Reflections on Premium Poker Tools: Part 4 - Smaller things that I've learned

by adamzerner5 min read11th Oct 20198 comments

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Postmortems & RetrospectivesStartups
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Previous posts:

In the previous post, I talked about what I've learned. That post focused on bigger things. But there were a lot of smaller, more miscellaneous things that I've learned too. Those are the things that I want to talk about in this post.

People think of a mobile app when you say you're building an "app"

Even when I clarify and try to explain that it's a web app, most people are still confused. So sometimes I call it a website, which I hate because that sort of implies that it's static. Sometimes I describe it as poker software. I still haven't found a good solution to this. I think "website" is probably best.

Ghosting is normal

This is a huge pet peeve of mine. I hate it. But apparently it's just a thing that many people do. At least in the business world. Let me give you some examples.

1) I reached out to this vlogger on Twitter. I asked if she'd be interested in working with me. She said she is. Then she proposed that I pay her as an advertiser to promote the app. I said in response that I'm only looking for revenue share partnerships right now, and asked if she's interested in that. No response. I follow up in a few days. No response. Follow up again. No response.

2) There was a guy who I would study poker with via Skype every week. I swear, we had a good relationship, and had productive study sessions. At some point he was going to be away for some trip for a few weeks, so we said we'd resume when he gets back. After the trip I reach out to set up a time for our next session. No response. I reach out again. No response. Again. No response. I eventually start spacing it out over months, but I never get a response from him. Eventually he signs up as my second paid user. I email him to thank him and ask if he wants to catch up. No response. At this point maybe he just feels too awkward to respond. I'm really confused though. I have no clue what happened.

3) There've been a few times where I'd try to set up lunches with people for advice. Many times the conversation would go:

Me: Want to get lunch?
Them: Sure, how about next week.
Me: Sounds good, what would be a good time for you?
Them: Silence.
Me: Just checking in for lunch next week.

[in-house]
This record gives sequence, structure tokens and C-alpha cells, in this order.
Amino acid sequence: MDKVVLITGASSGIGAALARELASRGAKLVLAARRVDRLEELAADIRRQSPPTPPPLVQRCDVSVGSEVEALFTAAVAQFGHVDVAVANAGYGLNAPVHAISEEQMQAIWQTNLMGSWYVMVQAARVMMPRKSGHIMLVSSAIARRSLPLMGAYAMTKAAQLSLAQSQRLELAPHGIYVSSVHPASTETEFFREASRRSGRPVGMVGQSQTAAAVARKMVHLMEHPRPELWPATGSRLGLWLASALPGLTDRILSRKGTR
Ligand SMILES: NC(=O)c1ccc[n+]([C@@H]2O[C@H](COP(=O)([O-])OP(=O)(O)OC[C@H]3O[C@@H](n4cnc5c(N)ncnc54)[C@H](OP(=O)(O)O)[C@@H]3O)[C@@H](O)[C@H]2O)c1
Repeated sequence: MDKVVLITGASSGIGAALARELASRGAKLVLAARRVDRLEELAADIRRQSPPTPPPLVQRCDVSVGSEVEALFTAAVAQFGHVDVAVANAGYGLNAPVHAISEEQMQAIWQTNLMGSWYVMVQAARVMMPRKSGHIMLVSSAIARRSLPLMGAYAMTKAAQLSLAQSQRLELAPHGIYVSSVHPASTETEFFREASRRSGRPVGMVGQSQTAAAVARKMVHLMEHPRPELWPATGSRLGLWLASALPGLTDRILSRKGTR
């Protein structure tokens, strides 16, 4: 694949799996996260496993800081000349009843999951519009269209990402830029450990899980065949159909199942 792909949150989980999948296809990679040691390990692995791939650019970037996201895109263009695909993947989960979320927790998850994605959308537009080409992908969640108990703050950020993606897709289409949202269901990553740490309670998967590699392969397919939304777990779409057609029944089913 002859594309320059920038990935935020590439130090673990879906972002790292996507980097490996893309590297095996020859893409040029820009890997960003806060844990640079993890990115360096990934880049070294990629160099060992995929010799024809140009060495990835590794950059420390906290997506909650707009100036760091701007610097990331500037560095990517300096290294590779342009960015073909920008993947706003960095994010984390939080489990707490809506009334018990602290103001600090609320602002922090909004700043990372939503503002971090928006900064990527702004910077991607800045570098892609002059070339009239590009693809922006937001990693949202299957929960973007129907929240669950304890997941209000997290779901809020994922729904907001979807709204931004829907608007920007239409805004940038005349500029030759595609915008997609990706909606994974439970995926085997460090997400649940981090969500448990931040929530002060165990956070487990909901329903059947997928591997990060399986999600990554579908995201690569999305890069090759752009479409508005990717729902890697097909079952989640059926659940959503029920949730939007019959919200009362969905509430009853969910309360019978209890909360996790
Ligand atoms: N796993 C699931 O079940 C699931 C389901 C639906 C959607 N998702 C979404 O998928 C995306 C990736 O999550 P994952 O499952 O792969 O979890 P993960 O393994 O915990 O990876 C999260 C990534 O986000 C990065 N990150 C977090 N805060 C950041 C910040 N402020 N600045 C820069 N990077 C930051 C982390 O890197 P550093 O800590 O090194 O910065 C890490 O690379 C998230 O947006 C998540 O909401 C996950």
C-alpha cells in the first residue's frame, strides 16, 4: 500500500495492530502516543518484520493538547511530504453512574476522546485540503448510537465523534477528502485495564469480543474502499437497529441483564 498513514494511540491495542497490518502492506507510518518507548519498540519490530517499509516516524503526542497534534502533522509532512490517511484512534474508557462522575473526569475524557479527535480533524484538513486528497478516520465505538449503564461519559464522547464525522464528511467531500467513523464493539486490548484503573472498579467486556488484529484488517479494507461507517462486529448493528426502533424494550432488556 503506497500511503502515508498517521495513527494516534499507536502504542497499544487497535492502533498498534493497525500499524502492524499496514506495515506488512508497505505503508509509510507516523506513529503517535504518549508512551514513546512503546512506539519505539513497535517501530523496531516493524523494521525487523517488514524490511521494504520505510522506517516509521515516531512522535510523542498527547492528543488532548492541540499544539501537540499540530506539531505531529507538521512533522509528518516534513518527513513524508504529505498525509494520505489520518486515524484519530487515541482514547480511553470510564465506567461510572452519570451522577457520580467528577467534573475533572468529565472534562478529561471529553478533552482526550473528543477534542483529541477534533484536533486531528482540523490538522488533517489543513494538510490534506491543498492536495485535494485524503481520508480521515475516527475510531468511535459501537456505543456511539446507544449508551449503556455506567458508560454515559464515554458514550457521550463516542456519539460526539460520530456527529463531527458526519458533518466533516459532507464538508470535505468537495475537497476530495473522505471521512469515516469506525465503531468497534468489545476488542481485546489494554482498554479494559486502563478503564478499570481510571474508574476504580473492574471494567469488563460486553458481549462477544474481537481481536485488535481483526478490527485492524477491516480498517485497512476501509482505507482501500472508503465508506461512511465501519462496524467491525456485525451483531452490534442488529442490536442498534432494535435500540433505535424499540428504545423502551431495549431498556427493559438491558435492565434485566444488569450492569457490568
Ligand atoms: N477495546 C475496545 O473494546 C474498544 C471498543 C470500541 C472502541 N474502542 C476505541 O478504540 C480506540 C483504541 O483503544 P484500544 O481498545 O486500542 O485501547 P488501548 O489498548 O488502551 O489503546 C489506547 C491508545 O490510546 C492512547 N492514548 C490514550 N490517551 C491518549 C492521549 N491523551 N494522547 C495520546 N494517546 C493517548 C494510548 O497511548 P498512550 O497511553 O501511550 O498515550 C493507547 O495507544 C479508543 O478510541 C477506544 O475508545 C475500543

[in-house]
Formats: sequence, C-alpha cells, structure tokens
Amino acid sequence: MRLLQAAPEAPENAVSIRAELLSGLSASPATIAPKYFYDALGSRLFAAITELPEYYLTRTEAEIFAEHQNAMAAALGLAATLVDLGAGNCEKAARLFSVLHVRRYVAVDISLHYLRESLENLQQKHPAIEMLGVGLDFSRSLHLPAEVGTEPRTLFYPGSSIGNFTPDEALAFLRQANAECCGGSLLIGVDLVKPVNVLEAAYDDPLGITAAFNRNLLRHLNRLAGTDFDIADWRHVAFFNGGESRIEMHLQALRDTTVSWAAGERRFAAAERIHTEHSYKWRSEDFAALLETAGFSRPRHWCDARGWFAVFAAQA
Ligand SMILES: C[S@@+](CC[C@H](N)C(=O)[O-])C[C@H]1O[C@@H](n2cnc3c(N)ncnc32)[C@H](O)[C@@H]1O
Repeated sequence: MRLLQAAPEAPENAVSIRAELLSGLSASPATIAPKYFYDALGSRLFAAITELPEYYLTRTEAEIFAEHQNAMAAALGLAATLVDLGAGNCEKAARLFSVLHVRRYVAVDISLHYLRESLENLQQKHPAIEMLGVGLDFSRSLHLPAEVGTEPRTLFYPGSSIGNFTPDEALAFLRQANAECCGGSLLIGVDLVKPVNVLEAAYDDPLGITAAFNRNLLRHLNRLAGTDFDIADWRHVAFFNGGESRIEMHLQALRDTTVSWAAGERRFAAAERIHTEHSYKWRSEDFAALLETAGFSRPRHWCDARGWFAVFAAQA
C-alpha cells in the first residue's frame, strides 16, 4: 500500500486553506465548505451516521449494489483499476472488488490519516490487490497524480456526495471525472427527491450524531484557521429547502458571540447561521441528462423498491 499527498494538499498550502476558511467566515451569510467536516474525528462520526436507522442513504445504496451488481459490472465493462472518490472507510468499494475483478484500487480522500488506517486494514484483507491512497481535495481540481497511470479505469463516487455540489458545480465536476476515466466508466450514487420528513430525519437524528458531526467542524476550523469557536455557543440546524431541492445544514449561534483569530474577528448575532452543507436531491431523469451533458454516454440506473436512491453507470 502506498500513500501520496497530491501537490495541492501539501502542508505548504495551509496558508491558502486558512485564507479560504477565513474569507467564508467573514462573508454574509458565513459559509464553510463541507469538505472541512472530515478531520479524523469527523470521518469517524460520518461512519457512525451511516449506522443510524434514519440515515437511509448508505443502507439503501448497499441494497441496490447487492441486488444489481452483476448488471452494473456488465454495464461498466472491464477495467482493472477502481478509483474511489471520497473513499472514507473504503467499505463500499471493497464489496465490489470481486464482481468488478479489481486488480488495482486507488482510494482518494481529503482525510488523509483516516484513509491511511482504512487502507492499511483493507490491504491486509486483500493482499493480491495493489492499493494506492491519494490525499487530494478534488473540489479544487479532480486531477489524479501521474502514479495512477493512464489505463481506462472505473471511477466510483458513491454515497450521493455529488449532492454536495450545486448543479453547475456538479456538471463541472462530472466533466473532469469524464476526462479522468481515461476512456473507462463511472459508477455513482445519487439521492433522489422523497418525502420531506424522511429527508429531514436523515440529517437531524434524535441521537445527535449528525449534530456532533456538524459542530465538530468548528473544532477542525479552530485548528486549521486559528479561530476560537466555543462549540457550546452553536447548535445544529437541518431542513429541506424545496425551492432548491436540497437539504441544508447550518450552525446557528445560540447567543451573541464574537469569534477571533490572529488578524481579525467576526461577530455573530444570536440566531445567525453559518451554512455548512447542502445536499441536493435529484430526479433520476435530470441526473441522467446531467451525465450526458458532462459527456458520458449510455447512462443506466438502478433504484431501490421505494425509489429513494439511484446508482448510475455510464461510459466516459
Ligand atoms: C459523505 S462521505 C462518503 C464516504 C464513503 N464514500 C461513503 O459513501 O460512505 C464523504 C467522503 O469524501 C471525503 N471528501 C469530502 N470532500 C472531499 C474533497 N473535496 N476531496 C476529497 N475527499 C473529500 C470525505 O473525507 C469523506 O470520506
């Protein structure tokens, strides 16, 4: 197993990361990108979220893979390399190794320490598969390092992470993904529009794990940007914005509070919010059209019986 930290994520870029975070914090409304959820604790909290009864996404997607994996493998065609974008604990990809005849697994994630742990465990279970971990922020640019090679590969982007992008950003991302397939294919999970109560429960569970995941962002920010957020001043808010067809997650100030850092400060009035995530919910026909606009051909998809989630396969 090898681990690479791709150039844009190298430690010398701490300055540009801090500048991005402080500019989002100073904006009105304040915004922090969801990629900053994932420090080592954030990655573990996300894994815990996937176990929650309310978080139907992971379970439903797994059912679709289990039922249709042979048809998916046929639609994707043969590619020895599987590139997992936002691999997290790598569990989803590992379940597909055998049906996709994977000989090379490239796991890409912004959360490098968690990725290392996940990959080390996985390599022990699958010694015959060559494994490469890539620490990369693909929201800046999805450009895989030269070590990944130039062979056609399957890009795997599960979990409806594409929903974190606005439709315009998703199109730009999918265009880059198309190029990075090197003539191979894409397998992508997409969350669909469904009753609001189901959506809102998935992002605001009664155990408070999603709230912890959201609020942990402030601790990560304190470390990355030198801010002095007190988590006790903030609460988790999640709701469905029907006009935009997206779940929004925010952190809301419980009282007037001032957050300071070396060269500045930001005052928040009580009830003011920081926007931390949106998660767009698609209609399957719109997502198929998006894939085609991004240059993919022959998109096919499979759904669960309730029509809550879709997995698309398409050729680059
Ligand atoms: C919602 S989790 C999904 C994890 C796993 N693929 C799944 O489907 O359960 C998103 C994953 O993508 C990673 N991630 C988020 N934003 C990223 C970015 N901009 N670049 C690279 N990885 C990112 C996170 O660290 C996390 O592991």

Them: Silence.
Me: Still want to get lunch?
Them: Silence.
Me: Sorry we missed each other last week. Want to reschedule?
Them: Silence.
Them: Hey, sorry I didn't respond previously. How's this upcoming week for you?
Me: No worries. I'm free. How about Wednesday?
Them: Silence.

I could go on and on giving examples of this sort of stuff, but I think you get the idea.

Additionally, I've found that when people want something from you, this phenomena completely disappears! Mysterious, huh?

Book authors are just people

In the beginning I'd get star struck when I met or talked with book authors, or similarly "famous" people. But now I just see them as people. People aren't banging down their door. You can email them. It's not implausible that they'll get coffee with you.

There's no such thing as "just throwing out a number"

"Suppose we said it'd be $100/month."

"Suppose we say it's 50% revenue share."

I've made statements like this, intending for it to not mean anything and just be, y'know, throwing out a number. But in my experience, people get attached to these numbers. Or at least they become heavily anchored to them.

A few kind words means the world to an early stage entrepreneur

Sometimes I'd get emails from people saying that they really like the app and that they're thankful that I created it. That stuff really meant so much to me, and made me so happy. I almost want to create some sort of effective altruist movement of doing things like that, given the amount of utility it produces.

Paying for people's meals doesn't seem to induce much reciprocation

A lot of times I meet with people and will pay for their meals, in hopes that they'll reciprocate and spend more effort trying to help me out. But I've found it to be incredibly ineffective.

Here's an extreme example. There was a point where I was pushing hard for people to sit with me and allow me to do user research with them. I would offer to buy someone lunch if they would do so. I posted this on Reddit, and one guy took me up on it. So we met for lunch when he was in town.

He ended up bringing along two friends. They were both only vaguely interested in poker. Not good.